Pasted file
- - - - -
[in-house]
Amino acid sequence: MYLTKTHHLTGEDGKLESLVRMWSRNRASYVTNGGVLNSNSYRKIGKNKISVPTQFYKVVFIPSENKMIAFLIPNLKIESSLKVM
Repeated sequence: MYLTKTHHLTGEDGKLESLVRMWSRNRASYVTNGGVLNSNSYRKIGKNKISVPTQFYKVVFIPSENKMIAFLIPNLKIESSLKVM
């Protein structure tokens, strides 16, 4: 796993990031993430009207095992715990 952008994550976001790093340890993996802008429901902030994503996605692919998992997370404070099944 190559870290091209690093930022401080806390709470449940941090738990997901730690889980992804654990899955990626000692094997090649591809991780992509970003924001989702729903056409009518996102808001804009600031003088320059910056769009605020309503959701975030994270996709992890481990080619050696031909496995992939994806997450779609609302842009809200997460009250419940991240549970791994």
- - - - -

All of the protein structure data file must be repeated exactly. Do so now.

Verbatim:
[in-house]
Amino acid sequence: MYLTKTHHLTGEDGKLESLVRMWSRNRASYVTNGGVLNSNSYRKIGKNKISVPTQFYKVVFIPSENKMIAFLIPNLKIESSLKVM
Repeated sequence: MYLTKTHHLTGEDGKLESLVRMWSRNRASYVTNGGVLNSNSYRKIGKNKISVPTQFYKVVFIPSENKMIAFLIPNLKIESSLKVM
């Protein structure tokens, strides 16, 4: 796993990031993430009207095992715990 952008994550976001790093340890993996802008429901902030994503996605692919998992997370404070099944 190559870290091209690093930022401080806390709470449940941090738990997901730690889980992804654990899955990626000692094997090649591809991780992509970003924001989702729903056409009518996102808001804009600031003088320059910056769009605020309503959701975030994270996709992890481990080619050696031909496995992939994806997450779609609302842009809200997460009250419940991240549970791994």